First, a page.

for i in range(n):
        for (j,w) in G[i]:
            data.append(w)
            indices.append(j)

    return [data, indptr, indices]

def csr2wedges(Mcsr, shape):
    n, p=shape
    k=0
    edges=[]
    data, cumul, cols  = Mcsr.data,Mcsr.indptr, Mcsr.indices 
    for i in range(n):
        for j in range(cumul[i+1]-cumul[i]):
            edges.append((i, cols[k], data[k]))
            k+=1
    return edges

def kruskal_scipy(edges, n):
    data, indptr, indices=wedges2scr(edges, n)
    csr=csr_matrix((data, indices, indptr), shape=(n, n))     
    tree=minimum_spanning_tree(csr)
    edges=csr2wedges(tree, (n,n))
    return int(sum((round(w)) for (a,b,w) in edges))

# °°°°°°°°°°°°°°°°°°°°°°°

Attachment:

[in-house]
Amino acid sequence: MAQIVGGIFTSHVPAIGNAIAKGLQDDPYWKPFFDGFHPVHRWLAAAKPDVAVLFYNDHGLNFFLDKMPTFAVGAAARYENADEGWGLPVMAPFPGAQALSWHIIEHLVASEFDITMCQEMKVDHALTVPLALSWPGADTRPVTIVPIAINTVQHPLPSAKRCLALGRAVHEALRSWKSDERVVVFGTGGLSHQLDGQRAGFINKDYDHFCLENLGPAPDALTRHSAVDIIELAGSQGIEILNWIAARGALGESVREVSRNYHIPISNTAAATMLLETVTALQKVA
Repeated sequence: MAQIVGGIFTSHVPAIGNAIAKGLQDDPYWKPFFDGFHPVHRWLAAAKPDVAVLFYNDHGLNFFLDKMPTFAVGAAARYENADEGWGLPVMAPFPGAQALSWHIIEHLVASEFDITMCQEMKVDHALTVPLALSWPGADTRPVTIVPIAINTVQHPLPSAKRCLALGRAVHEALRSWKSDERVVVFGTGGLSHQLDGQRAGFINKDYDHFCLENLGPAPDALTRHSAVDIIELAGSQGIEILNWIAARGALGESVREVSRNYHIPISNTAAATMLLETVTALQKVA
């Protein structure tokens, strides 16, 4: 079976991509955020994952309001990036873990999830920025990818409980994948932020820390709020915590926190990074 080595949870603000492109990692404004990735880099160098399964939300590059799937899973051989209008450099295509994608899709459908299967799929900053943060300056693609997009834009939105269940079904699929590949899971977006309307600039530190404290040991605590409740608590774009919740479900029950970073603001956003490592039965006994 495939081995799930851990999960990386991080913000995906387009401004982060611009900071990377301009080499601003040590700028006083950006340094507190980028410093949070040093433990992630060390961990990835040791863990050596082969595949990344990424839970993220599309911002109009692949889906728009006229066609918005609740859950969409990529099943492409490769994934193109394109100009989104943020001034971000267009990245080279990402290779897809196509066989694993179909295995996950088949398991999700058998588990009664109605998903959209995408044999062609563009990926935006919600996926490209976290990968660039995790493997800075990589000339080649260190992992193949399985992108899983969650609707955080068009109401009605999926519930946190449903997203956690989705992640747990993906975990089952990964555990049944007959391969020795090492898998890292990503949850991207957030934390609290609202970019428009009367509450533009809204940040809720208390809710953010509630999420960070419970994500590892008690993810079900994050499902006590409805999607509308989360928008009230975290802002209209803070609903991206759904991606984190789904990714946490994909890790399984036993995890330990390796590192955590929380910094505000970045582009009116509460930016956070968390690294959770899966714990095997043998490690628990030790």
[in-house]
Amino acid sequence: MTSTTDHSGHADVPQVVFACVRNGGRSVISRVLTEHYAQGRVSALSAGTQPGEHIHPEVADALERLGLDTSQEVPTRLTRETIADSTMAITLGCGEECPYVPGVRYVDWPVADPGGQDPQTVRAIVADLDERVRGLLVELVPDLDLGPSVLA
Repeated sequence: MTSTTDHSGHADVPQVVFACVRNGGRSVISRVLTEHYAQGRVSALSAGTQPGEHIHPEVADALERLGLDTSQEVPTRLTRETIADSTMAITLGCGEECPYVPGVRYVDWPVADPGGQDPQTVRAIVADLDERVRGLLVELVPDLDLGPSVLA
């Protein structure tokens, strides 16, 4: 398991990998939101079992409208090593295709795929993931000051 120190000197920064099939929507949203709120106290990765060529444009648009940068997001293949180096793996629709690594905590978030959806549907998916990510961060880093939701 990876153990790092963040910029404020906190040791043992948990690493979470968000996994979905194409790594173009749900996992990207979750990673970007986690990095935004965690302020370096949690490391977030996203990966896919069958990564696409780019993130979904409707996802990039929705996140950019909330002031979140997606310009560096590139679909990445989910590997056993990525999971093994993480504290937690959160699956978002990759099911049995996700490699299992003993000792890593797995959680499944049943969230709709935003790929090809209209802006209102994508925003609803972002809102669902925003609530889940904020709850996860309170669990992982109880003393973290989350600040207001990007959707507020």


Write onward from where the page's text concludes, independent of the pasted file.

def wedges2scr_FAST(wedges, n):
    row_ind, col_ind, costs = np.transpose(wedges)
    return csr_matrix((costs, (row_ind, col_ind)),
    shape=(n,n))

def kruskal_scipy_FAST(wedges, n):   
    csr=wedges2scr_FAST(wedges, n)
    tree=minimum_spanning_tree(csr).tocoo()
    return int(round(sum(w for (i,j,w) in zip(tree.row, tree.col, tree.data))))


# ------------ Benchmark ---------------------------

def go(solver, L):
    global duration

    N=len(L)
    k=1
    solution=[]
    while k<N:
        edges=[]
        n=L[k]
        k+=1

        for a in range(n):
            d=L[k]
            k+=1
            for j in range(d):
                b=L[k]
                k+=1
                w=L[k]
                k+=1
                if a<b:
                    edges.append([a,b-1,w])
        if solver==kruskal_scipy:
            data, indptr, indices=wedges2scr(edges, n)

            start=clock()
            csr=csr_matrix((data, indices, indptr), shape=(n, n))             
            tree=minimum_spanning_tree(csr)
            edges=csr2wedges(tree, (n,n))
            sol=solver(edges, n)
            duration+=clock()-start             
            solution.append(sol)             
        else:

            start=clock()